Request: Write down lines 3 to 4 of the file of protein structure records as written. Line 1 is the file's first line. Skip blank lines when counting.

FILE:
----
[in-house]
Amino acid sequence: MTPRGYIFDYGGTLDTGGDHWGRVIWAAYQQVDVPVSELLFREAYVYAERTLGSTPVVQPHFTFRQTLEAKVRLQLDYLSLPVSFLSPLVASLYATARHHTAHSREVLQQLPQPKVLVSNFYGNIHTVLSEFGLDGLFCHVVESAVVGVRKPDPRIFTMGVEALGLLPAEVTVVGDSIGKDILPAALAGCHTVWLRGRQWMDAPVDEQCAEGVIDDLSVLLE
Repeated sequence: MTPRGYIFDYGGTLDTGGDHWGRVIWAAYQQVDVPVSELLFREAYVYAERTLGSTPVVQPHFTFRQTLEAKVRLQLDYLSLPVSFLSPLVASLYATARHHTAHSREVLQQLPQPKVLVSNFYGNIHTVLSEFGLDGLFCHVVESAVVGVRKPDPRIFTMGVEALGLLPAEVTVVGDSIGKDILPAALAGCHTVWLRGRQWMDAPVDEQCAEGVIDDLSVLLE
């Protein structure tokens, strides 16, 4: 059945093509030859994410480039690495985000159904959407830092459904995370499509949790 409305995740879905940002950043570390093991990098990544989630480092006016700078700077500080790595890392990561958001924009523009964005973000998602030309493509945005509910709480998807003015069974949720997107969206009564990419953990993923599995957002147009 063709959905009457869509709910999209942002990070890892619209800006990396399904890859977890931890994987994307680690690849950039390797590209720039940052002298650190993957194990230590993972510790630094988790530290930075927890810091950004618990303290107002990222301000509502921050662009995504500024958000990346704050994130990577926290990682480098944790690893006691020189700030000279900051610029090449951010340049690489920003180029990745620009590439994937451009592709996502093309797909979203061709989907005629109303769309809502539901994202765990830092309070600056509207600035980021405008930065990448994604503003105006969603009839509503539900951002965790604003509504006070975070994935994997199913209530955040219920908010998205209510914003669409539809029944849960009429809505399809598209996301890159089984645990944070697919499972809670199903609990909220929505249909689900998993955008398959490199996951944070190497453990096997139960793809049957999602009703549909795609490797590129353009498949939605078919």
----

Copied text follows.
Repeated sequence: MTPRGYIFDYGGTLDTGGDHWGRVIWAAYQQVDVPVSELLFREAYVYAERTLGSTPVVQPHFTFRQTLEAKVRLQLDYLSLPVSFLSPLVASLYATARHHTAHSREVLQQLPQPKVLVSNFYGNIHTVLSEFGLDGLFCHVVESAVVGVRKPDPRIFTMGVEALGLLPAEVTVVGDSIGKDILPAALAGCHTVWLRGRQWMDAPVDEQCAEGVIDDLSVLLE
């Protein structure tokens, strides 16, 4: 059945093509030859994410480039690495985000159904959407830092459904995370499509949790 409305995740879905940002950043570390093991990098990544989630480092006016700078700077500080790595890392990561958001924009523009964005973000998602030309493509945005509910709480998807003015069974949720997107969206009564990419953990993923599995957002147009 063709959905009457869509709910999209942002990070890892619209800006990396399904890859977890931890994987994307680690690849950039390797590209720039940052002298650190993957194990230590993972510790630094988790530290930075927890810091950004618990303290107002990222301000509502921050662009995504500024958000990346704050994130990577926290990682480098944790690893006691020189700030000279900051610029090449951010340049690489920003180029990745620009590439994937451009592709996502093309797909979203061709989907005629109303769309809502539901994202765990830092309070600056509207600035980021405008930065990448994604503003105006969603009839509503539900951002965790604003509504006070975070994935994997199913209530955040219920908010998205209510914003669409539809029944849960009429809505399809598209996301890159089984645990944070697919499972809670199903609990909220929505249909689900998993955008398959490199996951944070190497453990096997139960793809049957999602009703549909795609490797590129353009498949939605078919």